Clinical application of tissue-expansion techniques began with the work of Neumann,1 who in 1956 described implantation of an expandable balloon prosthesis beneath the temporal region for reconstruction of an ear. While his work was considered anecdotal, Neumann clearly anticipated the advantages of tissue-expansion techniques. He drew parallels to breast growth, superficial tumors and hernias, and the traditional practices of many societies that expand various anatomic parts for cosmetic purposes. He noted that theoretical advantages of tissue expansion "would include the securing of skin which would be high in quality of match of color and texture with nearby skin, the avoidance of the need for a donor area in the usual sense of the term, and the possible reduction in the number of stages for a particular reconstructive effort."1 In 1957, a dramatic example of "physiologic" tissue expansion of the scalp was described in which a sebaceous cyst at the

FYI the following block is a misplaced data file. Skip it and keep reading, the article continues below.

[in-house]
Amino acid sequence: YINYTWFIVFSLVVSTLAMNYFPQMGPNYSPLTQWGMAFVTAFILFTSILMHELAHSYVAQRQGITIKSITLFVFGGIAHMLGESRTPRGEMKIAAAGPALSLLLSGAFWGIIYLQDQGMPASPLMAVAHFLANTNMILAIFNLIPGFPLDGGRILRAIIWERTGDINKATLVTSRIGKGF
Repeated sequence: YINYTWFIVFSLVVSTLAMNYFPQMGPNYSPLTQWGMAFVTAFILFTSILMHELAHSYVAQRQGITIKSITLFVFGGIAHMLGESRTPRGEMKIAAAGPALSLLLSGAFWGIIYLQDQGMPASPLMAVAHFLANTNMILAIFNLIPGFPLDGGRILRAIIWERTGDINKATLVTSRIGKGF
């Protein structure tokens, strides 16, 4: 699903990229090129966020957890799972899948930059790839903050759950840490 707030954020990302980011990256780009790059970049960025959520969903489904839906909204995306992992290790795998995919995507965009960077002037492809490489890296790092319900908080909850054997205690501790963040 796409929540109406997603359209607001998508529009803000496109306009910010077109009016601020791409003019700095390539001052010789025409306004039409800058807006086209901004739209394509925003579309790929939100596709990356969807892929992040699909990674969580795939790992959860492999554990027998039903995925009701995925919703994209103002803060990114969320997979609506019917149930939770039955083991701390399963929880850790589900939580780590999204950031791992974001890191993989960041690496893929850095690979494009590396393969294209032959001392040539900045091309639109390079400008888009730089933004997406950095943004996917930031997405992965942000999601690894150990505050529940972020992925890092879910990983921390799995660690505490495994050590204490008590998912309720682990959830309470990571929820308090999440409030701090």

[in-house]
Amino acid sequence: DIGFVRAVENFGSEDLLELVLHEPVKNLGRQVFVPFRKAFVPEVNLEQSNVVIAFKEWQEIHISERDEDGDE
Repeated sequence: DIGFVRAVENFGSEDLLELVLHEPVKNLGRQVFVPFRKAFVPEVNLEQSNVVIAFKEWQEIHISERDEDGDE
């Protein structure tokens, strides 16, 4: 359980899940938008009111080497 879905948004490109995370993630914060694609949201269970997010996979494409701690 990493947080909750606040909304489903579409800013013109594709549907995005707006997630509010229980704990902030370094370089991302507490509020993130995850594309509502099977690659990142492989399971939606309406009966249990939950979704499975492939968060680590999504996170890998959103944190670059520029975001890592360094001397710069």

Austad ED. Tissue-Expansion Techniques. Arch Dermatol. 1987;123(5):588–589. doi:10.1001/archderm.1987.01660290056015
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